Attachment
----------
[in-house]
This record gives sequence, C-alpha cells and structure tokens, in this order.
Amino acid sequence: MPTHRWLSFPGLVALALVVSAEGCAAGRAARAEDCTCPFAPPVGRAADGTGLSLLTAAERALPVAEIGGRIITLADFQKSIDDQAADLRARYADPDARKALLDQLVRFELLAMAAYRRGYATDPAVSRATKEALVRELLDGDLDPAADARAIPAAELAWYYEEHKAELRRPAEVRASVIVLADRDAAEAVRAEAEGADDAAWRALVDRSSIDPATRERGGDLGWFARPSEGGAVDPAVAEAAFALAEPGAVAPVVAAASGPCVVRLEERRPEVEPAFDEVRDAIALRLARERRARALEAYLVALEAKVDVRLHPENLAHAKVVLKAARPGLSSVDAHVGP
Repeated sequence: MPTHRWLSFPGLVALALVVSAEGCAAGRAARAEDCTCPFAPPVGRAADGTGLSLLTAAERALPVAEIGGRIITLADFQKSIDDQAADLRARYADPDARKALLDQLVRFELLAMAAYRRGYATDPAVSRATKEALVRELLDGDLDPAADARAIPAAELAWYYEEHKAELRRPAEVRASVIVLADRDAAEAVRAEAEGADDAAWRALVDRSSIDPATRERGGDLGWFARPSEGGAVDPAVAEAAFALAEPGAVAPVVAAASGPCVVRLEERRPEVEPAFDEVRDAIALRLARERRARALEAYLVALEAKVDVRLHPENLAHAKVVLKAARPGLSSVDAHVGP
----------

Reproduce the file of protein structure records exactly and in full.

[in-house]
This record gives sequence, C-alpha cells and structure tokens, in this order.
Amino acid sequence: MPTHRWLSFPGLVALALVVSAEGCAAGRAARAEDCTCPFAPPVGRAADGTGLSLLTAAERALPVAEIGGRIITLADFQKSIDDQAADLRARYADPDARKALLDQLVRFELLAMAAYRRGYATDPAVSRATKEALVRELLDGDLDPAADARAIPAAELAWYYEEHKAELRRPAEVRASVIVLADRDAAEAVRAEAEGADDAAWRALVDRSSIDPATRERGGDLGWFARPSEGGAVDPAVAEAAFALAEPGAVAPVVAAASGPCVVRLEERRPEVEPAFDEVRDAIALRLARERRARALEAYLVALEAKVDVRLHPENLAHAKVVLKAARPGLSSVDAHVGP
Repeated sequence: MPTHRWLSFPGLVALALVVSAEGCAAGRAARAEDCTCPFAPPVGRAADGTGLSLLTAAERALPVAEIGGRIITLADFQKSIDDQAADLRARYADPDARKALLDQLVRFELLAMAAYRRGYATDPAVSRATKEALVRELLDGDLDPAADARAIPAAELAWYYEEHKAELRRPAEVRASVIVLADRDAAEAVRAEAEGADDAAWRALVDRSSIDPATRERGGDLGWFARPSEGGAVDPAVAEAAFALAEPGAVAPVVAAASGPCVVRLEERRPEVEPAFDEVRDAIALRLARERRARALEAYLVALEAKVDVRLHPENLAHAKVVLKAARPGLSSVDAHVGP